Friday, August 29, 2014

Why I Don't Approve this Message

Mexican Family sneaking across the U.S. border

I've often said that Americans are stupid. It may be that this stupidity is the result of complacence, or ignorance, or credulity, or misplaced empathy. Often, in their vanity, Americans don't want to know the inconvenient truth, the facts that might embarrass them into acknowledging how irrational and senseless many of their sentimental beliefs are. 

The American media was skeptical for a long time about the presumed obligation America is supposed to have for the poor, dispossessed, ignored, ailing, populations of Central and South America. But in the last year or so, they're coming around to a position of unambiguous support for a full scale national refugee accommodation. In 2008, during the Bush Administration, the William Wilberforce Trafficking Victims Protection Reauthorization Act was signed into law, making it impossible to efficiently deport minors back to their native countries, without elaborate petition hearing processes. Word quickly spread throughout Central America, that children could "beat the system" by pretending to be eligible for various kinds of "asylum" or "family reunification." Many of the new illegals are accompanied by a parent, or a relative. Others are brought in by "coyotes," human traffickers who charge about $10,000 a head to escort them across the border. 

Once here, the U.S. Immigration system treats these minors, and those who are accompanying them, as honored guests. They are "processed" into detention centers, and scheduled for hearings at Immigration courts. The pro-forma initial "hearing" is nothing more than a formal identification and acknowledgement of the illegal's presence, at which a later court date is set to present the "case" for legal residence. Presently, it is reported that well over half of all such "detainees" never show up for their formal hearing, but simply "melt into" American society, and are never heard from again. 

In order to elicit sympathy and generate support, we're being told now that the reason all these illegals--especially children--are coming is to escape persecution, drug trafficking violence, political enemies, discrimination, poverty, unemployment, and hopelessness. In the vast majority of these cases, these are not new conditions. Central and South America have been in social and political and economic turmoil for over a century. NAFTA, and the Amnesty enacted during the Reagan Administration, and the new enforcement initiatives of the first Obama Administration, were supposed to reduce illegal immigration, but statistics show that more illegals are coming here now than ever before. The stream has become a deluge.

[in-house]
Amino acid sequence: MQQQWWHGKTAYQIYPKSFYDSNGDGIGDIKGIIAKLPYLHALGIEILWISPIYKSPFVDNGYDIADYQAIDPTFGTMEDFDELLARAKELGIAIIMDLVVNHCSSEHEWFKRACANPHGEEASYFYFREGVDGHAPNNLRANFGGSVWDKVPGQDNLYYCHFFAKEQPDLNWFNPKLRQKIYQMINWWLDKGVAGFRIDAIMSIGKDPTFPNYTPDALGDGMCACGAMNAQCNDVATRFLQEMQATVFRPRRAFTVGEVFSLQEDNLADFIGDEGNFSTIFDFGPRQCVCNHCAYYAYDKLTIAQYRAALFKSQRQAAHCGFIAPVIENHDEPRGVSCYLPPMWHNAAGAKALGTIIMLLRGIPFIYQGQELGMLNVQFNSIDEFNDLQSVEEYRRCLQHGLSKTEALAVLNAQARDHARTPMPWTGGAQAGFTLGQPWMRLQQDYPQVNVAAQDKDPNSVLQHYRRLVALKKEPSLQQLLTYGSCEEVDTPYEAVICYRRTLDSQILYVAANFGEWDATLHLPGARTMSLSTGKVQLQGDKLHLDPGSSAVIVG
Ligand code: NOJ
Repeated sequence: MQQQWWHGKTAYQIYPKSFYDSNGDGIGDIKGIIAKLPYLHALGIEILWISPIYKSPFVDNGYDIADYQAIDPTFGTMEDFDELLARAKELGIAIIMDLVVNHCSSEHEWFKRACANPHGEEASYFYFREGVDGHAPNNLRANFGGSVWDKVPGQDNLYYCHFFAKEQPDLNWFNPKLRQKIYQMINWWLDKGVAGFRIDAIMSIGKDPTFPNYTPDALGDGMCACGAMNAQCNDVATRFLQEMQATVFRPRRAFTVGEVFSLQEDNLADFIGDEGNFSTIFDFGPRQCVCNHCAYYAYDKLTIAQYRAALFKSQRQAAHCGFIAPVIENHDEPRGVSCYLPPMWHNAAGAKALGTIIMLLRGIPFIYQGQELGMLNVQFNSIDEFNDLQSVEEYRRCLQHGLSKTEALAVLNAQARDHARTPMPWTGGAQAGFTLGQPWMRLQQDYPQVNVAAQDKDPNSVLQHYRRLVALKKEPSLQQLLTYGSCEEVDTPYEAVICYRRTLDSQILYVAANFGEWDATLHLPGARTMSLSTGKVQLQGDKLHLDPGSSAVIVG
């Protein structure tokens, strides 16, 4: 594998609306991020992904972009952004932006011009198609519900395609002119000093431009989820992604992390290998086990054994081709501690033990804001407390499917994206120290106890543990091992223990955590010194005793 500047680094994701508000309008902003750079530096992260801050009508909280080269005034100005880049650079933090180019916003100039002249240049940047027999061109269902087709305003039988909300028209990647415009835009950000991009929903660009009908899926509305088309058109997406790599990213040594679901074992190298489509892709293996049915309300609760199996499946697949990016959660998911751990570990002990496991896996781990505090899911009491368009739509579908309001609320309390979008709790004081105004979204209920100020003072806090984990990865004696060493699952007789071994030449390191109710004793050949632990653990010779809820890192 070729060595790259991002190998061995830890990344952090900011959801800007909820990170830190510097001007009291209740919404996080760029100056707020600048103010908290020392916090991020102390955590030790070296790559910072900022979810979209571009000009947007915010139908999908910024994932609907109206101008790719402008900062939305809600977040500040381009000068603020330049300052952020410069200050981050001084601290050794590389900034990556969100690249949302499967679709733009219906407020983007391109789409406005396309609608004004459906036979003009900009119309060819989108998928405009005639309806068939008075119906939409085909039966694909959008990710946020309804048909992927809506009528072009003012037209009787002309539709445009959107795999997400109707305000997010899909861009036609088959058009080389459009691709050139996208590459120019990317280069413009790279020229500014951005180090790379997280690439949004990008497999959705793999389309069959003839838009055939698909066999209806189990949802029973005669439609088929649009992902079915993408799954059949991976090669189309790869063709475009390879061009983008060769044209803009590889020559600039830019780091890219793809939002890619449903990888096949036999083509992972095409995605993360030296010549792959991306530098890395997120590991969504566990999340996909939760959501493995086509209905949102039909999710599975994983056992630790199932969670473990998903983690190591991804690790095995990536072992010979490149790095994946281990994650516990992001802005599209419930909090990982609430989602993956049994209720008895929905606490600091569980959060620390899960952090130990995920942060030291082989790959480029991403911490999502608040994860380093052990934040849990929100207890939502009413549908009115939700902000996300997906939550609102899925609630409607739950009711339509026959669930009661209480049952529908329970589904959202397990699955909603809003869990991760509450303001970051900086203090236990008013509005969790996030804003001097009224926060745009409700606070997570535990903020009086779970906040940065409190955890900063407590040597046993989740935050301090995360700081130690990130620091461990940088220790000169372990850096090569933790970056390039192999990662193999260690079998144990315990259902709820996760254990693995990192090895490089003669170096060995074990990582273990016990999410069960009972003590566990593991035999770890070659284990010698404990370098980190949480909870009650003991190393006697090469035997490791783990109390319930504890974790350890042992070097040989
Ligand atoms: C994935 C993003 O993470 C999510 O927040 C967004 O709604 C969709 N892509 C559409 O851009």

Meanwhile, there's a movement now in this country to welcome the illegal minors from Central America, to enable them to "beat the system" by helping them overcome the regulations designed to control them, to provide homes and support for them, schooling, health care and welfare. Some cities in the U.S. have designated themselves "sanctuary cities," where national immigration laws will not be followed, and aid and comfort will be provided to illegal immigrants. The San Francisco Chronicle, in what has become a far left-wing initiative, has been running a series of reports on the City's efforts to provide assistance and aid to the illegal Mexican immigrant community. The reports are tacitly supportive, even pridefully boastful of the City's own illegal actions. The City refuses to follow federal regulations about referring illegals who've committed crimes to the IN&S, the Department of Homeland Security. 

Putting aside what one thinks about the humanitarian priority of welcoming wave upon wave of poor, sick, uneducated, non-english speaking economic refugees, there's the question of why America should want or need to take on more burdens. Ten years ago, if someone had suggested that we should lower our immigration threshold in order to accommodate foreigners simply because they wanted to live better lives, would have been regarded with amused scorn. Two-thirds of the world population would love to emigrate to America, and the reasons are obvious. That we should need to find an ethical pretext that allows us to accept this lowered standard is nothing more than hypocrisy. Nothing in Central America has changed. What has changed is our attitude about what we're willing to tolerate. The immigrant advocates have succeeded in moving the debate several degrees to the left, and are persuading Americans that we have a moral obligation to thwart our own immigration laws and system, by providing aid and comfort to whole populations of foreign nationals, simply because they want what we have. Unable to make a reasonable distinction between universal want, and reasonable accommodation, Americans simply throw up their hands and declare "amnesty!" 

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